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PLoS By Category | Recent PLoS Articles
Infectious Diseases - Pediatrics and Child Health - Public Health and Epidemiology

Role of Oxidative Stress and Apoptosis in the Placental Pathology of Plasmodium berghei Infected Mice
Published: Thursday, March 01, 2012
Author: Lalita Sharma et al.

by Lalita Sharma, Jagdeep Kaur, Geeta Shukla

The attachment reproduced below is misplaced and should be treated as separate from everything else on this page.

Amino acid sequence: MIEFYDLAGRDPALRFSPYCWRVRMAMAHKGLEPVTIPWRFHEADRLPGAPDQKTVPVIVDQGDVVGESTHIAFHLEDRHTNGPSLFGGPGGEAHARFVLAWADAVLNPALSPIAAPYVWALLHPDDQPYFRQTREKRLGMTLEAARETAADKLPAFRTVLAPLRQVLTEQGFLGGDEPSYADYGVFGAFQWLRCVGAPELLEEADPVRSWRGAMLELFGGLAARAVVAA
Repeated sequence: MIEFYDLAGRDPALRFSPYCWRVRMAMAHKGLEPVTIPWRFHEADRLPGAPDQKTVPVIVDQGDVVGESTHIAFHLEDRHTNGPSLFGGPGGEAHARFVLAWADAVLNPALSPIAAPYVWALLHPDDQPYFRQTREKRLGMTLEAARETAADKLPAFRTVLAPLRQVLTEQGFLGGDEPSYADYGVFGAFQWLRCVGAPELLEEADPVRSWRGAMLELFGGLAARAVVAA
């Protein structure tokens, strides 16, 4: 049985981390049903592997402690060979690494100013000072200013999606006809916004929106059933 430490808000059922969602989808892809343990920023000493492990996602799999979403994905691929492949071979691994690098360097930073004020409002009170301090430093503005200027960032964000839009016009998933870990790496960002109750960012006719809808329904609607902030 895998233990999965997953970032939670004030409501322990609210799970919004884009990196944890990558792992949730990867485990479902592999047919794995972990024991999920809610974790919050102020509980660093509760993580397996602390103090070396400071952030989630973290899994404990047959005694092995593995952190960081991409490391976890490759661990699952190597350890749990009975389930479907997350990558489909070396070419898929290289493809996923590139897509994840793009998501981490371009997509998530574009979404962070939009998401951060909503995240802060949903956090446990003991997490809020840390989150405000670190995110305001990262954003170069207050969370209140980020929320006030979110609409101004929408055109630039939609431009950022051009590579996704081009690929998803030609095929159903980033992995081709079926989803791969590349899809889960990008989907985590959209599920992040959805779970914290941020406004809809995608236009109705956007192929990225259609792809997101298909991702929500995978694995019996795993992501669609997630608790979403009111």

Placental malaria is a common clinical complication during pregnancy and is associated with abortion, premature delivery, intrauterine growth retardation and low birth weight. The present study was designed to delineate the underlying mechanism of placental pathology during malarial infection with special reference to oxidative stress and apoptosis. Experimentally, pregnant BALB/c mice were infected with Plasmodium berghei infected red blood cells on gestation day 10. The presence of malarial infection in placenta was confirmed by histopathological studies. It was observation that infected placenta had plugged placental sinusoids with parasitized red blood cells and malarial pigments. Interestingly, we found significant increase in the level of malondialdehyde, the index of oxidative stress and decreased activity of catalase, the antioxidant in infected placenta. Furthermore, in infected placenta the oxidative stress mediated apoptosis was determined by DNA fragmentation assay, ethidium bromide/acridine orange staining and caspase activity. It was observed that oxidative stress begin after second day of malarial infection. Interestingly, it was observed that there was down regulation of anti-apoptotic protein Bcl-2 and up regulation of pro-apoptotic protein Bax in infected placenta, suggesting the involvement of mitochondrial pathway of apoptosis which was further confirmed by activation of caspase 9. However, no change in the expression of Fas gene and caspase 8 activity, indicated the absence of death receptor pathway. Thus, it can be concluded that the placental pathology during malarial infection is mediated by mitochondrial pathway of apoptosis occurring due to augmented lipid peroxidation which may in turn jeopardise the materno-fetal relationship.